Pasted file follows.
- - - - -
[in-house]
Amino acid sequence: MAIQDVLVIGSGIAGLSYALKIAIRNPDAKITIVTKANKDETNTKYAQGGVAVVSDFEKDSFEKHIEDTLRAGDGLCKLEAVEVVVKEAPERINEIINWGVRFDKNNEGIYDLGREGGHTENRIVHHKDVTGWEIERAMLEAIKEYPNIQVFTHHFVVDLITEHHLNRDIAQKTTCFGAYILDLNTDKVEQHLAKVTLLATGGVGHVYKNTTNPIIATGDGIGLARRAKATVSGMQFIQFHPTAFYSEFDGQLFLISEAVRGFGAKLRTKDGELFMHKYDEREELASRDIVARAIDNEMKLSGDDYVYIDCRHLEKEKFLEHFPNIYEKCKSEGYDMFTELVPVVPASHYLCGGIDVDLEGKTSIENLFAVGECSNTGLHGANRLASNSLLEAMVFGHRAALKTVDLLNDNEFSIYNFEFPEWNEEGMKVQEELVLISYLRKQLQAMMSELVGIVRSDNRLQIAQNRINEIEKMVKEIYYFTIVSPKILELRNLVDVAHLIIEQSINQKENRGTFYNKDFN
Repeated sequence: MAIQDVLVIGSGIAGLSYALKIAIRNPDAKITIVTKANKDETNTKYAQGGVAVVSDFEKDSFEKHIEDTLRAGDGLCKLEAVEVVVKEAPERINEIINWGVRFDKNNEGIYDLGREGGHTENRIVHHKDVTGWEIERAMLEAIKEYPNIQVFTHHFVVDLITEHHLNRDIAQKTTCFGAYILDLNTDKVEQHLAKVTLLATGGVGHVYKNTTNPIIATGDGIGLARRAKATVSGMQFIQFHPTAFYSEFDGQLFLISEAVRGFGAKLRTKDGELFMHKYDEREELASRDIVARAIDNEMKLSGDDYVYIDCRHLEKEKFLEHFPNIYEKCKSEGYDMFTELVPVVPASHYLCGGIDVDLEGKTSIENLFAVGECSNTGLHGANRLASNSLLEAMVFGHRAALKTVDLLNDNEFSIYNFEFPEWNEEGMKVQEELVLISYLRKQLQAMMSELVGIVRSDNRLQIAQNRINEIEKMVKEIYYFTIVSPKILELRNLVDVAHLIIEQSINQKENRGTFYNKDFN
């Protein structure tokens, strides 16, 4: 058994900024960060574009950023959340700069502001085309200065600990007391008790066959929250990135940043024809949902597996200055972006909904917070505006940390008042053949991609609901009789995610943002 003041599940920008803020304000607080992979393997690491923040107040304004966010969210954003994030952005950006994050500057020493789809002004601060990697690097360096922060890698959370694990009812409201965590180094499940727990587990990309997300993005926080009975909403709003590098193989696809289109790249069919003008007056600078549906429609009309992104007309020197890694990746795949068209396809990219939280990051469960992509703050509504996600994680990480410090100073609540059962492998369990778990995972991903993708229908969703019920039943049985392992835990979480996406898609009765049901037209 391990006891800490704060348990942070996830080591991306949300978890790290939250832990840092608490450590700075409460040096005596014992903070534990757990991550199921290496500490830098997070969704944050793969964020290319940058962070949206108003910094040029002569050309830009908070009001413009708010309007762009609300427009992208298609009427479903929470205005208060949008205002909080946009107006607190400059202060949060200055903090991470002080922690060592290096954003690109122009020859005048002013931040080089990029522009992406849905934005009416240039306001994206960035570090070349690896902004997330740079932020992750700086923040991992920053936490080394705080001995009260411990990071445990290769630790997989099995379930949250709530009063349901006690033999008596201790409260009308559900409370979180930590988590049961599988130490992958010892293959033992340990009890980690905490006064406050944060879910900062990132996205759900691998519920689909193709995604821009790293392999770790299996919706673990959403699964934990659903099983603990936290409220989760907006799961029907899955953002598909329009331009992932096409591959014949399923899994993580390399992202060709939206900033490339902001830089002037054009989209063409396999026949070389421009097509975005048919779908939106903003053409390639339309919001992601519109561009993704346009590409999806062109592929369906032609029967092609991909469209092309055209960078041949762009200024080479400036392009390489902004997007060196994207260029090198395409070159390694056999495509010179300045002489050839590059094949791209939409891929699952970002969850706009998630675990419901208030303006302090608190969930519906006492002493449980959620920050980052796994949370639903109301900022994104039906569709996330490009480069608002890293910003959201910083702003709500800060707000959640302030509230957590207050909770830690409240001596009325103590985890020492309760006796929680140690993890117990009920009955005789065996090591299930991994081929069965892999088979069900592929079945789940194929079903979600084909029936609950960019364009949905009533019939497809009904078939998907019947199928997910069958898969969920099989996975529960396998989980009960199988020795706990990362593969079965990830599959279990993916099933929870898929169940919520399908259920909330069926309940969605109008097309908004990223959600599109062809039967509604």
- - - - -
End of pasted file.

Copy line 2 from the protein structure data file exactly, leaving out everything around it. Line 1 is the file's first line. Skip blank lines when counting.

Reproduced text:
Amino acid sequence: MAIQDVLVIGSGIAGLSYALKIAIRNPDAKITIVTKANKDETNTKYAQGGVAVVSDFEKDSFEKHIEDTLRAGDGLCKLEAVEVVVKEAPERINEIINWGVRFDKNNEGIYDLGREGGHTENRIVHHKDVTGWEIERAMLEAIKEYPNIQVFTHHFVVDLITEHHLNRDIAQKTTCFGAYILDLNTDKVEQHLAKVTLLATGGVGHVYKNTTNPIIATGDGIGLARRAKATVSGMQFIQFHPTAFYSEFDGQLFLISEAVRGFGAKLRTKDGELFMHKYDEREELASRDIVARAIDNEMKLSGDDYVYIDCRHLEKEKFLEHFPNIYEKCKSEGYDMFTELVPVVPASHYLCGGIDVDLEGKTSIENLFAVGECSNTGLHGANRLASNSLLEAMVFGHRAALKTVDLLNDNEFSIYNFEFPEWNEEGMKVQEELVLISYLRKQLQAMMSELVGIVRSDNRLQIAQNRINEIEKMVKEIYYFTIVSPKILELRNLVDVAHLIIEQSINQKENRGTFYNKDFN